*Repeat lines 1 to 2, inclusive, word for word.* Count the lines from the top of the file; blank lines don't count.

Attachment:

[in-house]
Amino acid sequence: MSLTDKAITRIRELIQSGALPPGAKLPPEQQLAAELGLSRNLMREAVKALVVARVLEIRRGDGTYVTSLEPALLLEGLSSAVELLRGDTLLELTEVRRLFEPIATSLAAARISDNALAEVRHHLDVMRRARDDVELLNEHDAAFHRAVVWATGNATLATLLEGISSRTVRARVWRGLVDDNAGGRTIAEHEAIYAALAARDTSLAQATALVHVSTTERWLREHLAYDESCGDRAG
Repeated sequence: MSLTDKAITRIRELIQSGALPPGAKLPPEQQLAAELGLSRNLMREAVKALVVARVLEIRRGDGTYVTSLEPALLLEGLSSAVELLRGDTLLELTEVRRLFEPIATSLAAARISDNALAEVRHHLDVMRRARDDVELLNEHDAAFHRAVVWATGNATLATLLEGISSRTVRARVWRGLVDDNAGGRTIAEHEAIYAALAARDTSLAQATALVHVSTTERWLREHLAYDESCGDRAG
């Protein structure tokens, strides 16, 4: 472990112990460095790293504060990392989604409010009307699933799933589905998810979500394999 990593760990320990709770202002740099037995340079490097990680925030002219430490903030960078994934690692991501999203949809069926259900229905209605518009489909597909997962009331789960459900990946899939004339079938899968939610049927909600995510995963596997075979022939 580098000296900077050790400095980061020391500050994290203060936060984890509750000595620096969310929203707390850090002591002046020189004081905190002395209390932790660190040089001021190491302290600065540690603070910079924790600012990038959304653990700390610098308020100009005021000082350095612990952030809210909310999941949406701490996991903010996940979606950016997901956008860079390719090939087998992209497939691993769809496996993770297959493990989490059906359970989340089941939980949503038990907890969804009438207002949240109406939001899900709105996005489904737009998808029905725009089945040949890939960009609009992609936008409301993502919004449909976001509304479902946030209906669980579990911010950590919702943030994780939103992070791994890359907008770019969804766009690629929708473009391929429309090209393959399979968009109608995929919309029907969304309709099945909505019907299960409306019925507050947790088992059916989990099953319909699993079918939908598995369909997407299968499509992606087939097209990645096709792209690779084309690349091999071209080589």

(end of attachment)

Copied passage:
[in-house]
Amino acid sequence: MSLTDKAITRIRELIQSGALPPGAKLPPEQQLAAELGLSRNLMREAVKALVVARVLEIRRGDGTYVTSLEPALLLEGLSSAVELLRGDTLLELTEVRRLFEPIATSLAAARISDNALAEVRHHLDVMRRARDDVELLNEHDAAFHRAVVWATGNATLATLLEGISSRTVRARVWRGLVDDNAGGRTIAEHEAIYAALAARDTSLAQATALVHVSTTERWLREHLAYDESCGDRAG